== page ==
There is a spectre stalking the fringes of social networking; of Facebook, of MySpace, of LinkedIn. It will linger long after the romance of connecting with old friends is gone. It is the spectre of failed relationships, broken hearts, shattered friendships and angry words … unsaid.
When any relationship ends under dodgy circumstances there is an inherent contract which has stood humanity in good stead for hundreds of years; we won’t discuss it. We agree to go our separate ways and pretend we never met. It is a social convention.
All of that is coming undone.
Over the past few weeks I, an unwilling Facebook participant, have been assailed by joyful missives from people I thought I had done with. Other close friends have expressed similar consternation that the sociopaths they assume doomed to their past have turned up once more.
Even email was insufficient to break this norm. So great is the individual’s fear of emotional confrontation that it has taken until the coming of social networking and Web 2.0 to overcome our conditioning. And then what? Am I supposed to respond with a similarly brief, chirpy comment of my own?
Web 2.0 did not invent communication.
My mobile number is unchanged for almost a decade. My email address for almost as long. My parents still live in the same house. Anyone who knew me once-upon-a-long-ago has always been able to find me.
What the Internet has done, however, is dropped the sense of social respect we have for people with whom we communicate directly. By dissociating our communication it removes the emotional connection. Nowhere is that more evident than in the ugly and emotionally bereft comment-wars taking place in blogs and other networks.
Discretion is the better part of valour. Or, as Mark Twain might have put it, rather remain silent and let people think you’re a fool than blog and remove all doubt.
The convention which says, “I agree not to pursue you to the ends of the earth in exchange for your silence and respecting my absence,” is being discarded.
To hell with it.
Since the convention is down anyway I have taken the opportunity to describe, in lavish detail, exactly why I’m angry and where I stand. Peculiarly enough, in one or two cases, it has resulted in long-withheld admissions of contrition and despair at ever being forgiven. I am not a complete hell-hound and such redemption, honestly sought, is compassionately given.
In the Long Tail, Chris Anderson theorised that the Internet’s great gift is that it has allowed minor interests to become major businesses. I think that the more lasting legacy is going to be that of the Naked Tail.
The minutiae of our lives are no longer our own, to be remembered amongst friends who have their own youths to look back on, commiserate, share solace and rejoice. That is no longer exclusively within our own remit. Every detail of our lives, no matter how trivial, is now public and â€“ with the right keywords â€“ available by Google.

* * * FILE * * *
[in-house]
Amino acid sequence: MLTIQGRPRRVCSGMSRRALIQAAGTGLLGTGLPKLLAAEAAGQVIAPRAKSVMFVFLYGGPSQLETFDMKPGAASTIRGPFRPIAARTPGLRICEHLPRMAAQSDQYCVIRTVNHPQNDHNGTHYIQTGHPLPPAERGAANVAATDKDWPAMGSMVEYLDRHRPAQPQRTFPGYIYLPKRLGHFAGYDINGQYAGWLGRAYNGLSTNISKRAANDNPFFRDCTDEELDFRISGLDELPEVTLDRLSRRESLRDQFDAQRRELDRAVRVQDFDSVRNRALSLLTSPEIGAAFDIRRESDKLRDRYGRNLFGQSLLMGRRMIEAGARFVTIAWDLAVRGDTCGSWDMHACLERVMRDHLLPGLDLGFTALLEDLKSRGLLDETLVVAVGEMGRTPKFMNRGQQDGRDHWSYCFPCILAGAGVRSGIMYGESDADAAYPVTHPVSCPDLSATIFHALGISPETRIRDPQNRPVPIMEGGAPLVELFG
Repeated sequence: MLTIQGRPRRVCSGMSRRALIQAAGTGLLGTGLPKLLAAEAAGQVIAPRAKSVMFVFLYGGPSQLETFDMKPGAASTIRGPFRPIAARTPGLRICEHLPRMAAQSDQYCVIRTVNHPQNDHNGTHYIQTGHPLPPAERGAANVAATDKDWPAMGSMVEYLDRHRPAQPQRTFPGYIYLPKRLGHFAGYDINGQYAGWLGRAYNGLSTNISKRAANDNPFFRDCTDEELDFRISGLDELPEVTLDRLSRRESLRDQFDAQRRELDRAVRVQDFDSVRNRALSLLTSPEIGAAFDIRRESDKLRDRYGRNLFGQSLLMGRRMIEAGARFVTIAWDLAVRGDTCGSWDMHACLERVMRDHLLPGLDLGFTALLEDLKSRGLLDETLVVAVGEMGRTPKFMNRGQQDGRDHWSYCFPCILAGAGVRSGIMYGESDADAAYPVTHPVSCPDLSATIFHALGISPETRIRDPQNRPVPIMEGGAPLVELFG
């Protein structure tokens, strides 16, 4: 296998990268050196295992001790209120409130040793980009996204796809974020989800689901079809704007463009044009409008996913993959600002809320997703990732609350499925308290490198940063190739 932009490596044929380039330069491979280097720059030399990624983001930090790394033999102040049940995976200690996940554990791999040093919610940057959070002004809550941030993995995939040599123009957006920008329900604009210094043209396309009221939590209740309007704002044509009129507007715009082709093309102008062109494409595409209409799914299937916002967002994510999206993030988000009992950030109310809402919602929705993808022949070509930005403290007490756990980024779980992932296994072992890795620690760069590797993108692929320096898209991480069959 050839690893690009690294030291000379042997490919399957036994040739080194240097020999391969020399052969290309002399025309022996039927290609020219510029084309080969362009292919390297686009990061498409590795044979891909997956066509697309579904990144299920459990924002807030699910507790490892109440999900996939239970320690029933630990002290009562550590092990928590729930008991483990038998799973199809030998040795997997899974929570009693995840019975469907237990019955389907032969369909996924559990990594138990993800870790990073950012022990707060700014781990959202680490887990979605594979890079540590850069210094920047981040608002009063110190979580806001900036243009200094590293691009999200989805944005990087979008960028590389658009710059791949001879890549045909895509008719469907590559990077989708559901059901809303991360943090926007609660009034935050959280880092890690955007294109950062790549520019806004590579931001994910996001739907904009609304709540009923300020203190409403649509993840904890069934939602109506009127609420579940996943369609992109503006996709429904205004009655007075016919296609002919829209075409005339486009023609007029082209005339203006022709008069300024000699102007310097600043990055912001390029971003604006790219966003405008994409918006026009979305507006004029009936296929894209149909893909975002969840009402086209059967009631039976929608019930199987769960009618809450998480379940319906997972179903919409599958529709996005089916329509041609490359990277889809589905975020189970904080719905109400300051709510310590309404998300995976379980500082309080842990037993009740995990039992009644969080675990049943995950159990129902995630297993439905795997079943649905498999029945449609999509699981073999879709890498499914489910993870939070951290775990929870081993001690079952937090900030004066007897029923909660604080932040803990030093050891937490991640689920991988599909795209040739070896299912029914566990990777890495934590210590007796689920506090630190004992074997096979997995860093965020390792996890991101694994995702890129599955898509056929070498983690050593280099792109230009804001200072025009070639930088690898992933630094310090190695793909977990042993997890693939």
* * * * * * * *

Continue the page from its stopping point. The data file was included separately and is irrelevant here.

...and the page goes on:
The greatest gift that genetics has given us is memory; that it fades. Who wants to keep in mind the pain of your first lost love? The death of a child thirty years ago? That drunken university party where you paraded across campus wearing nothing but a throw-rug and a slobbery-smile? Do you want some 17-year-old research student stopping by your office and asking you why the 20-year-old anti-establishment tirades you blogged about have given way to a satisfied middle-aged conformism?
We need to remember how young the Internet is.
How it was started by youthful, optimistic teens back in 1994. Those teens are now 15 years older. They, like me, are in their thirties. Old enough to have a misspent youth to look back-upon, alive with poignant memories. Old enough to have relationships that ended badly. Old enough to have experiences that reflect poorly both on themselves and others.
The current iteration of the Internet, through social networking, reflects that sense of nostalgia as they seek out the people they have lost contact with. But, as with everything on the Internet, that connection lets everyone in. Not just lost friends.
What shall we see in another 15 years? Websites given over to prostate and breast exams? Easy weight-loss coaching? Networks about how to put a child through college? The terminal boredom of middle-age? The vacuous reflection on what might have been?
Do you want this? Do you want to be reminded? Do you want to remain permanently connected to everything? Not just the good and wonderful, but also the bad and ugly?
Shouldn’t we give the Internet the gift of forgetting as we do for our souls?